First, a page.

(Fixes garble, paragraph 6)
By T.G. Branfalt Jr.
SARATOGA SPRINGS, N.Y. Oct 13 Former Arizona
congresswoman Gabrielle Giffords was in New York on Sunday to
tour her first gun show since being shot in the head to review
new measures that require background checks for buyers.
Giffords and her husband, former astronaut Mark Kelly, who
describe themselves as supporters of the Second Amendment of the
U.S. Constitution, which protects the right to bear arms, are
lobbying to have similar steps adopted at gun shows around the
The procedures, a voluntary deal between gunshow operators
and New York State Attorney General Eric Schneiderman, call for
all gun buyers be cleared via the National Instant Criminal
Background Check System.
Such a move closes the so-called "gun show" loophole, which
allowed show buyers to avoid the background checks they are
required to go have when buying firearms at a retail outlet.
"It's great to be able to see people sell the firearms they
have collected," Kelly said, noting that he and Giffords still
have firearms in their home. "It's great for Gabby and I to see
a system that works."
Giffords and 18 others, including a federal judge and a
9-year-old girl, were shot in January 2011 by Jared Lee Loughner
during a constituents' meeting held in a supermarket parking
lot. The judge and the child were among six people who died in
the incident. Loughner pleaded guilty last November and was
sentenced to life without parole.
"Stopping gun violence takes courage. The courage to do
what's right. The courage of new ideas," said Giffords, a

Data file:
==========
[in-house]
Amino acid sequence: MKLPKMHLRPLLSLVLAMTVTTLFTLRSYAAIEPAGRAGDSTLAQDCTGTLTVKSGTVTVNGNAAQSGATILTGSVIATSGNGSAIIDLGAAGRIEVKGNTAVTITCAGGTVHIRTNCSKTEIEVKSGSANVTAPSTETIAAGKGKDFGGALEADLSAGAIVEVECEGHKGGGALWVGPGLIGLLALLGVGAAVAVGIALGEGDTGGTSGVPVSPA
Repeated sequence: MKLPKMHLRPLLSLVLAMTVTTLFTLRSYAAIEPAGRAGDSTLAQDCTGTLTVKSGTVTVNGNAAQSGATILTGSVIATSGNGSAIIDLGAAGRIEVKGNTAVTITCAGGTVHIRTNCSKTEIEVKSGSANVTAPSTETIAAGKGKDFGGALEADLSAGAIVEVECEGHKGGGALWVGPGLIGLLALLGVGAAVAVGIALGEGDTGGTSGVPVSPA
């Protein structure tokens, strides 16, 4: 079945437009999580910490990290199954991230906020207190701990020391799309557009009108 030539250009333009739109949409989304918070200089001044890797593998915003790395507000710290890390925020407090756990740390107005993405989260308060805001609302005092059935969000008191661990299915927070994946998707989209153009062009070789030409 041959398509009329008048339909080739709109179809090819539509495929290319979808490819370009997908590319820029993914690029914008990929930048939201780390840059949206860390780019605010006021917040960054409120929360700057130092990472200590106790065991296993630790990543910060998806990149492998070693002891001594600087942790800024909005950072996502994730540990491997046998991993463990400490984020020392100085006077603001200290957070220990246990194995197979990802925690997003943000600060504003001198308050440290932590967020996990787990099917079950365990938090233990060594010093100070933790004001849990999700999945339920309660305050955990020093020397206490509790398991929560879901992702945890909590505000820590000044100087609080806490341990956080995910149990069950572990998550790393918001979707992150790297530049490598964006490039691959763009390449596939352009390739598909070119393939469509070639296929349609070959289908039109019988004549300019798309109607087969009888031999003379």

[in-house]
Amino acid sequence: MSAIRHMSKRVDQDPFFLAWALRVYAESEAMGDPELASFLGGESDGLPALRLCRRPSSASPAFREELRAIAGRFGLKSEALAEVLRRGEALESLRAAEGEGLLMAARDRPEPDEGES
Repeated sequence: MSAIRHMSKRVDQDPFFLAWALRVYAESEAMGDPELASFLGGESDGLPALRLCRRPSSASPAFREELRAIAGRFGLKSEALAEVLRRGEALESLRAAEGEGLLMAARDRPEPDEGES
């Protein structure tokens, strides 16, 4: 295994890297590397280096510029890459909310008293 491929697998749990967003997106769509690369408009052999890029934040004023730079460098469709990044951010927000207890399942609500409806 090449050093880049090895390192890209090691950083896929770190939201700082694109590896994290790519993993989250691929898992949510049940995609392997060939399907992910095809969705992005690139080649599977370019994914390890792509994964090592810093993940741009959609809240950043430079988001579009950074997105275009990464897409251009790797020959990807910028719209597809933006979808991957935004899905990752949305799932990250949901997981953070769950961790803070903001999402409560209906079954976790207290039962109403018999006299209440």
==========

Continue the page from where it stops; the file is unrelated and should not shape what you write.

Democrat who resigned from office a year after the attack to
focus on her recovery.
"Now is the time to come together, be responsible ... Be
bold, be courageous, the nation is counting on you," she said,
speaking in a halting fashion.
David Petronis, president of the New Eastcoast Arms
Collectors Associates, which organized the show, said he has
been performing background checks at his shows for 30 years.
He was less supportive of New York's SAFE Act, which was
passed early this year following the mass shooting in nearby
Newtown, Connecticut. It bans assault weapons and limits the
size of ammunition magazines.
"I believe that (what) the attorney general has done with
the gun shows is completely different than what the SAFE Act did
to New York State itself," Petronis said. "I take more issue
with the SAFE Act than what we agreed to with Schneiderman."
Members of a Second Amendment advocacy group called NY2A,
who picketed outside the event, said they were unimpressed by
the background check deal.
"What happened to is a tragedy," said Jake
Palmateer, an organizer with the group. "However, we feel they
are using the emotions connected with that tragic event to
pursue a political agenda that damages the civil rights of all
(Editing by Scott Malone and Leslie Gevirtz)